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The musical term enharmonic describes a note or notes which are the same, but whose spelling is different, or changed upon subsequent appearances. For example, a pitch written as an E in one measure might be written as a D in the next. On a piano, these note names represent the same pitch, so composers have a reason for changing the spelling.

Generally speaking, a sharp or flat, especially when it's not part of the piece's key signature, implies a sense of direction as to where it is leading. In this sense, an E wants to resolve downwards to a D, but a D wants to resolve upwards to an E. So when a composer changes the spelling of a note, they are indicating to the performer that the note's function has changed. Almost invariably this follows a drastic shift in harmony, making this practice one technique in which composers can change from one key to another, also known as enharmonic modulation.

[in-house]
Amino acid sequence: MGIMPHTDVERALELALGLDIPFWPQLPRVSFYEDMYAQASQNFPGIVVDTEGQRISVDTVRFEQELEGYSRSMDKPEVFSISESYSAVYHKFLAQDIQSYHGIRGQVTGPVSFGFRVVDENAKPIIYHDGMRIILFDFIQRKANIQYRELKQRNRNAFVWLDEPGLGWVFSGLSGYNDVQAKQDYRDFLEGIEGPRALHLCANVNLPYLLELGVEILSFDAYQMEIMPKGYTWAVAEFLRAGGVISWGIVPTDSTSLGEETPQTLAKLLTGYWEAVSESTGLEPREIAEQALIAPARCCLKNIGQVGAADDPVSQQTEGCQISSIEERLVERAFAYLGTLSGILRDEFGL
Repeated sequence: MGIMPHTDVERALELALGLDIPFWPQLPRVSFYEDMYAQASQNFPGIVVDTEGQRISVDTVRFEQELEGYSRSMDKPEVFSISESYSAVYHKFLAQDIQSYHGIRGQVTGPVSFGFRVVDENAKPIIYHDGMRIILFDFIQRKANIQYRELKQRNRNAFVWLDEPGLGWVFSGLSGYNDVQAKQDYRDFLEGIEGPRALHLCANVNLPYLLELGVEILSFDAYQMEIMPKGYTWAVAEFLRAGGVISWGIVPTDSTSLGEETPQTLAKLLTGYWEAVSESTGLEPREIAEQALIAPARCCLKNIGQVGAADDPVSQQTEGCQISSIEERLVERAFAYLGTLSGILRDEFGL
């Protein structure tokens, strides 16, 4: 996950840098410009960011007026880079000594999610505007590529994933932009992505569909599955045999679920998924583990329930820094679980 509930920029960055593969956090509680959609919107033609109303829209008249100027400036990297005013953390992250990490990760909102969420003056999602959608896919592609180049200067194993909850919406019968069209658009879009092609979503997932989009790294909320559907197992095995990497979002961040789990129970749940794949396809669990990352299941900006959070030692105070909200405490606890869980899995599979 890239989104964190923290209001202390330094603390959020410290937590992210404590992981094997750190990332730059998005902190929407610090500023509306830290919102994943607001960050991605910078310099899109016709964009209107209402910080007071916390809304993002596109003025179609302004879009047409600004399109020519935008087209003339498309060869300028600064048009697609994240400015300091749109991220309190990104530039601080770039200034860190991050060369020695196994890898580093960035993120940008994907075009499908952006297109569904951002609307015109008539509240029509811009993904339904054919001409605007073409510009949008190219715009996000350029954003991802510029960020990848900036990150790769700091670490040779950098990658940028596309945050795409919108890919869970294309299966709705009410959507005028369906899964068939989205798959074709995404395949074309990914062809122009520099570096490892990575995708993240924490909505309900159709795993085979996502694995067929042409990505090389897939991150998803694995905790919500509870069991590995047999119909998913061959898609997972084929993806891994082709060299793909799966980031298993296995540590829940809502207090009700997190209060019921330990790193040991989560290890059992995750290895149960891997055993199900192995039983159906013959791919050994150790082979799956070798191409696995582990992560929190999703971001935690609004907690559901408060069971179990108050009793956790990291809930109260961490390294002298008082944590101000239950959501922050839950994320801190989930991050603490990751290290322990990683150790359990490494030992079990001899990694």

It is also important to note that in a choir, string quartet, orchestra, or other group of singers or instruments who can freely adjust intonation, a note's enharmonic equivalent will likely be tuned slightly differently. [1]


  1. For an interactive online demonstration of this concept, see http://demonstrations.wolfram.com/ChordsInEqualTemperamentAndJustIntonation/
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